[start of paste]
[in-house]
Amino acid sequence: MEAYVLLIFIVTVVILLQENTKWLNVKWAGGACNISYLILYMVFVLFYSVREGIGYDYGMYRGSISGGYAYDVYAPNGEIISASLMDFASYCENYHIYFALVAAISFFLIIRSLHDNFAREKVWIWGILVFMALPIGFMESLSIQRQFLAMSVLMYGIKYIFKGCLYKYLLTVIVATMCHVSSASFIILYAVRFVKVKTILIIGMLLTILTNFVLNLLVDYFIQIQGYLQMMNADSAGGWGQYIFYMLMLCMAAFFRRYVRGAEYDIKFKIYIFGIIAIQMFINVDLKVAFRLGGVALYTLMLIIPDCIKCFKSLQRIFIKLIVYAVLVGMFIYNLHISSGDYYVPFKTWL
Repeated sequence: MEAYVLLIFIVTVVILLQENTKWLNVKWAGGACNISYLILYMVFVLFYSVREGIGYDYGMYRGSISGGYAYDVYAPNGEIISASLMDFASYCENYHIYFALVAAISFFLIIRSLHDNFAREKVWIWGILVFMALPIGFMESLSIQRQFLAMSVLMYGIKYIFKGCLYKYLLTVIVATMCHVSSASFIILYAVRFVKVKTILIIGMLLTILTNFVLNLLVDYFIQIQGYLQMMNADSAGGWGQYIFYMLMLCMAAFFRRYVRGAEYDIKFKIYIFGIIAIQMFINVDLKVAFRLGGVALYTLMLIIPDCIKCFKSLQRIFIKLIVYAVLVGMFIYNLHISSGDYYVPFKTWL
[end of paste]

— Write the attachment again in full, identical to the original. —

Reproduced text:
[in-house]
Amino acid sequence: MEAYVLLIFIVTVVILLQENTKWLNVKWAGGACNISYLILYMVFVLFYSVREGIGYDYGMYRGSISGGYAYDVYAPNGEIISASLMDFASYCENYHIYFALVAAISFFLIIRSLHDNFAREKVWIWGILVFMALPIGFMESLSIQRQFLAMSVLMYGIKYIFKGCLYKYLLTVIVATMCHVSSASFIILYAVRFVKVKTILIIGMLLTILTNFVLNLLVDYFIQIQGYLQMMNADSAGGWGQYIFYMLMLCMAAFFRRYVRGAEYDIKFKIYIFGIIAIQMFINVDLKVAFRLGGVALYTLMLIIPDCIKCFKSLQRIFIKLIVYAVLVGMFIYNLHISSGDYYVPFKTWL
Repeated sequence: MEAYVLLIFIVTVVILLQENTKWLNVKWAGGACNISYLILYMVFVLFYSVREGIGYDYGMYRGSISGGYAYDVYAPNGEIISASLMDFASYCENYHIYFALVAAISFFLIIRSLHDNFAREKVWIWGILVFMALPIGFMESLSIQRQFLAMSVLMYGIKYIFKGCLYKYLLTVIVATMCHVSSASFIILYAVRFVKVKTILIIGMLLTILTNFVLNLLVDYFIQIQGYLQMMNADSAGGWGQYIFYMLMLCMAAFFRRYVRGAEYDIKFKIYIFGIIAIQMFINVDLKVAFRLGGVALYTLMLIIPDCIKCFKSLQRIFIKLIVYAVLVGMFIYNLHISSGDYYVPFKTWL